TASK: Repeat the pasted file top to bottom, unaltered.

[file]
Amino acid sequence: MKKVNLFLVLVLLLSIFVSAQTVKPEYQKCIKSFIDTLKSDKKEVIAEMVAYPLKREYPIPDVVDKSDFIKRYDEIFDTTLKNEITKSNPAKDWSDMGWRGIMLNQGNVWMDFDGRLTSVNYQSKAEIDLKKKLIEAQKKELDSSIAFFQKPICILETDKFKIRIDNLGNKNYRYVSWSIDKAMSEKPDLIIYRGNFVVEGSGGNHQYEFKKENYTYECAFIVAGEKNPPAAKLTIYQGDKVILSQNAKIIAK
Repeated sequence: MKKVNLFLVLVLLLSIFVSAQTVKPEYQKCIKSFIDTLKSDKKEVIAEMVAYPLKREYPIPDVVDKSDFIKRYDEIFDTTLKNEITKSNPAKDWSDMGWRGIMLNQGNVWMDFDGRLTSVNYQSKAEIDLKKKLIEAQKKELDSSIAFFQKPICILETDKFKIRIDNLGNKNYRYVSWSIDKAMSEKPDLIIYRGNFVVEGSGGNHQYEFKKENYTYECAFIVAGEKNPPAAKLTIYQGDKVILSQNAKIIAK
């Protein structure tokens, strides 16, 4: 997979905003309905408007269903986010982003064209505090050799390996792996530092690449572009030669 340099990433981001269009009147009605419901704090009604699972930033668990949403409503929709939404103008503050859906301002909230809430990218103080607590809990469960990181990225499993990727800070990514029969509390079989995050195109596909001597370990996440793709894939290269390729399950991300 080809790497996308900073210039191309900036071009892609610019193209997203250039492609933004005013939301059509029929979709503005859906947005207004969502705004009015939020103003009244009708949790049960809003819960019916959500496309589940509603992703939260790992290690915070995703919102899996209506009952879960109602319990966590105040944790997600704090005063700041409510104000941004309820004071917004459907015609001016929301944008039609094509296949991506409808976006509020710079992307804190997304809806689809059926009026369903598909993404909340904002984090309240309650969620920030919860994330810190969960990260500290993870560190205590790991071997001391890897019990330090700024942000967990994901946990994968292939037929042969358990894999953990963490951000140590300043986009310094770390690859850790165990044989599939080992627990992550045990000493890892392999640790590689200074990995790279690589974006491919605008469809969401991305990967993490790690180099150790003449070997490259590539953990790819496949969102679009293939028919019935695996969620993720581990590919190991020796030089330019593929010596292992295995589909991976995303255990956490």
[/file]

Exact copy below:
Amino acid sequence: MKKVNLFLVLVLLLSIFVSAQTVKPEYQKCIKSFIDTLKSDKKEVIAEMVAYPLKREYPIPDVVDKSDFIKRYDEIFDTTLKNEITKSNPAKDWSDMGWRGIMLNQGNVWMDFDGRLTSVNYQSKAEIDLKKKLIEAQKKELDSSIAFFQKPICILETDKFKIRIDNLGNKNYRYVSWSIDKAMSEKPDLIIYRGNFVVEGSGGNHQYEFKKENYTYECAFIVAGEKNPPAAKLTIYQGDKVILSQNAKIIAK
Repeated sequence: MKKVNLFLVLVLLLSIFVSAQTVKPEYQKCIKSFIDTLKSDKKEVIAEMVAYPLKREYPIPDVVDKSDFIKRYDEIFDTTLKNEITKSNPAKDWSDMGWRGIMLNQGNVWMDFDGRLTSVNYQSKAEIDLKKKLIEAQKKELDSSIAFFQKPICILETDKFKIRIDNLGNKNYRYVSWSIDKAMSEKPDLIIYRGNFVVEGSGGNHQYEFKKENYTYECAFIVAGEKNPPAAKLTIYQGDKVILSQNAKIIAK
């Protein structure tokens, strides 16, 4: 997979905003309905408007269903986010982003064209505090050799390996792996530092690449572009030669 340099990433981001269009009147009605419901704090009604699972930033668990949403409503929709939404103008503050859906301002909230809430990218103080607590809990469960990181990225499993990727800070990514029969509390079989995050195109596909001597370990996440793709894939290269390729399950991300 080809790497996308900073210039191309900036071009892609610019193209997203250039492609933004005013939301059509029929979709503005859906947005207004969502705004009015939020103003009244009708949790049960809003819960019916959500496309589940509603992703939260790992290690915070995703919102899996209506009952879960109602319990966590105040944790997600704090005063700041409510104000941004309820004071917004459907015609001016929301944008039609094509296949991506409808976006509020710079992307804190997304809806689809059926009026369903598909993404909340904002984090309240309650969620920030919860994330810190969960990260500290993870560190205590790991071997001391890897019990330090700024942000967990994901946990994968292939037929042969358990894999953990963490951000140590300043986009310094770390690859850790165990044989599939080992627990992550045990000493890892392999640790590689200074990995790279690589974006491919605008469809969401991305990967993490790690180099150790003449070997490259590539953990790819496949969102679009293939028919019935695996969620993720581990590919190991020796030089330019593929010596292992295995589909991976995303255990956490």